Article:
Educator, author and social entrepreneur Mary Gordon started Roots of Empathy in Ontario in 1996. The program that brings babies into classrooms to build compassion and understanding among young students is now practised around the world.
In Powell River, Roots of Empathy has run since 2005. A recent celebration was held to acknowledge its successes and the people who make it happen, most notably the young families who bring their tiny babies to the schools.
“They’ve taken the time out of their busy lives to share the magic of their baby’s first year,” said School District 47 special education coordinator Theresa Verdiel about the families.
This year, Vanessa Comtois and her baby, Owen, 13 months, visited students from kindergarten to grade three at Texada Elementary School with classroom facilitator Karen May. Brittany Carr and her baby, Cade, 10 months, visited teacher Lucien Ervington’s kindergarten/grade one class at Kelly Creek Community School with facilitator Cheryl Langdale.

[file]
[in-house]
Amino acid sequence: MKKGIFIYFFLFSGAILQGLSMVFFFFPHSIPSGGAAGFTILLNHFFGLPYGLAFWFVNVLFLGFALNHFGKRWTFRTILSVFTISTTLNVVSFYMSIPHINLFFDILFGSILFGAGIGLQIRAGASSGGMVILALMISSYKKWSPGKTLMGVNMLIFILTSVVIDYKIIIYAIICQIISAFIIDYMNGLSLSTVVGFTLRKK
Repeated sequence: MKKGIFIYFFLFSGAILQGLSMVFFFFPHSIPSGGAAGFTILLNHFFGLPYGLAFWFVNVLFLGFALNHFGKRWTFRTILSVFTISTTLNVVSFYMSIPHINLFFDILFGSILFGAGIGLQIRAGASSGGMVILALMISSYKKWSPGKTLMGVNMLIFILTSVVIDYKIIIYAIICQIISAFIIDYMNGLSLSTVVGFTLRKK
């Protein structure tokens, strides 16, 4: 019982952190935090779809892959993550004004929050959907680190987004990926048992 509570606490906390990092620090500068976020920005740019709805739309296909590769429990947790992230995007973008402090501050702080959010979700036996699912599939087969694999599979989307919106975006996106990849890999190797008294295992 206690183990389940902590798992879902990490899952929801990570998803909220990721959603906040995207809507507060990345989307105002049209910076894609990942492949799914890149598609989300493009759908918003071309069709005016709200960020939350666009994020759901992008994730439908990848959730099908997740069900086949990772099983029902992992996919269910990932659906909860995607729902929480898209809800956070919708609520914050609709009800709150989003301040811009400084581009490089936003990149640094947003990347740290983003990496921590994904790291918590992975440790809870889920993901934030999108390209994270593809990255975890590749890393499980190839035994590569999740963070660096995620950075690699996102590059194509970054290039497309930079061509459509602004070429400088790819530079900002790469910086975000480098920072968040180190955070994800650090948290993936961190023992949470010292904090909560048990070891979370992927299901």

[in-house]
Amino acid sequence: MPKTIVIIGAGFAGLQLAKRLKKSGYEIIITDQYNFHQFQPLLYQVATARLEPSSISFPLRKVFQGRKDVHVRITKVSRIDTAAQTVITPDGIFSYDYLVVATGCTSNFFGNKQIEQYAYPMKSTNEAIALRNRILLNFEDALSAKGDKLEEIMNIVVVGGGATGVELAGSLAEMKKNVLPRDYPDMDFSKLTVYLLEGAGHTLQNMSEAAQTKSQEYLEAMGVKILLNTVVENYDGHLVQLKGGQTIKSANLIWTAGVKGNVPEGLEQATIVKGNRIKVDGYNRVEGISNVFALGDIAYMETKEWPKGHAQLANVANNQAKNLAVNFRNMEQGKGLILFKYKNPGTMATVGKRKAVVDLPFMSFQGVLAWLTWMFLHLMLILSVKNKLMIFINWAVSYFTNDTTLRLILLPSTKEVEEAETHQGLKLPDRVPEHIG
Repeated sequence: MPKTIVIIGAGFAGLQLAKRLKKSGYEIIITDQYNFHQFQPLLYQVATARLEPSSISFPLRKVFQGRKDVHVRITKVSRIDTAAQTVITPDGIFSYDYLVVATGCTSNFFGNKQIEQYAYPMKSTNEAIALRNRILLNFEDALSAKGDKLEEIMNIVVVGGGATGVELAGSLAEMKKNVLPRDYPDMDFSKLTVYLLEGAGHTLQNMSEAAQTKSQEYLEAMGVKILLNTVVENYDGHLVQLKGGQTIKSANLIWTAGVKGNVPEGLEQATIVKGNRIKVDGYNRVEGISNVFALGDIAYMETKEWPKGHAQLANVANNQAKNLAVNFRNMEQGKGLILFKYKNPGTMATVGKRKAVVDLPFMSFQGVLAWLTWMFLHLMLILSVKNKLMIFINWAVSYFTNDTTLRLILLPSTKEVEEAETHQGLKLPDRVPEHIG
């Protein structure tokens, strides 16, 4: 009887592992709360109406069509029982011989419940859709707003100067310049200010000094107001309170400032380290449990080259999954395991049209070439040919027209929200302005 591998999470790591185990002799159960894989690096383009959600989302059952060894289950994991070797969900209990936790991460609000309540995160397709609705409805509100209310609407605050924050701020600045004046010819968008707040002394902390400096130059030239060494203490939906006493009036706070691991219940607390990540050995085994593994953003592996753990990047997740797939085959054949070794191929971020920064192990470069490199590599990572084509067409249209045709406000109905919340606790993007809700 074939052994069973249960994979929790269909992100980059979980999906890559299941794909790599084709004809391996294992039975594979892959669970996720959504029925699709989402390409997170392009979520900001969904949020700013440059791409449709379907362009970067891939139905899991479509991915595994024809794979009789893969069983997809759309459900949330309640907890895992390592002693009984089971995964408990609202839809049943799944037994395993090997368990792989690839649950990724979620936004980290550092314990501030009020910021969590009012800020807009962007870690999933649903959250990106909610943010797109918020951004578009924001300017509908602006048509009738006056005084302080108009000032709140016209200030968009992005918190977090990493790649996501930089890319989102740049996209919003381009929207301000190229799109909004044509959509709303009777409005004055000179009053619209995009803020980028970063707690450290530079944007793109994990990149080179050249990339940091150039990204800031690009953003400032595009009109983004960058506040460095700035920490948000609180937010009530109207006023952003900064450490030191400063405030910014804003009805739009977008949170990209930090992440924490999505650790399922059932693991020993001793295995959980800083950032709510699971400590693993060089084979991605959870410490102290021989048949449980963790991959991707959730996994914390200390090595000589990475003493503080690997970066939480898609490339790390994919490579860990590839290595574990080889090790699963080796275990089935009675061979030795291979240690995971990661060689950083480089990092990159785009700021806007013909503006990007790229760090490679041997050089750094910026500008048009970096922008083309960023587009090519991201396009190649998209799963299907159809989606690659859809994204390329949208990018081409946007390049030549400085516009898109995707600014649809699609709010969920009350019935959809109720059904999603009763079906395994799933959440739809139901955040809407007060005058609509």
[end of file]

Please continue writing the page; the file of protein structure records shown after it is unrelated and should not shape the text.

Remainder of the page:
“It’s definitely breaking barriers and opens up the communication in many different ways,” said Comtois of the school visits. “The kids now know Owen very well. They’ve seen him grow up in that little year.”
Carr agreed that the program helps the children to communicate more freely.
“It gets the kids to open up with all their questions and stories and how they relate to Cade,” she said.
Research conducted by the University of BC since 2000 indicates significant decreases in aggression among participants, according to Roots of Empathy regional coordinator Adrianna Austin.
“These babies are really powerful,” said Austin. “A lot of teachers will do a more academic subject after Roots of Empathy because the children’s brains are primed for it. They’ve had that hit of oxytocin and they’re calm; the executive functioning skills are there.”
Children also learn a lot about themselves through their interactions with the infants, said Verdiel.
“Finding the humanity in the baby helps the students find the humanity in themselves,” she said.
This year the program reached more than 155,000 students in BC, almost one million across Canada and in 11 countries worldwide. The impact of the program on future generations cannot be underestimated, said Austin.
“Building an inclusive and compassionate society,” she added, “will definitely be the keys to Canada’s success.”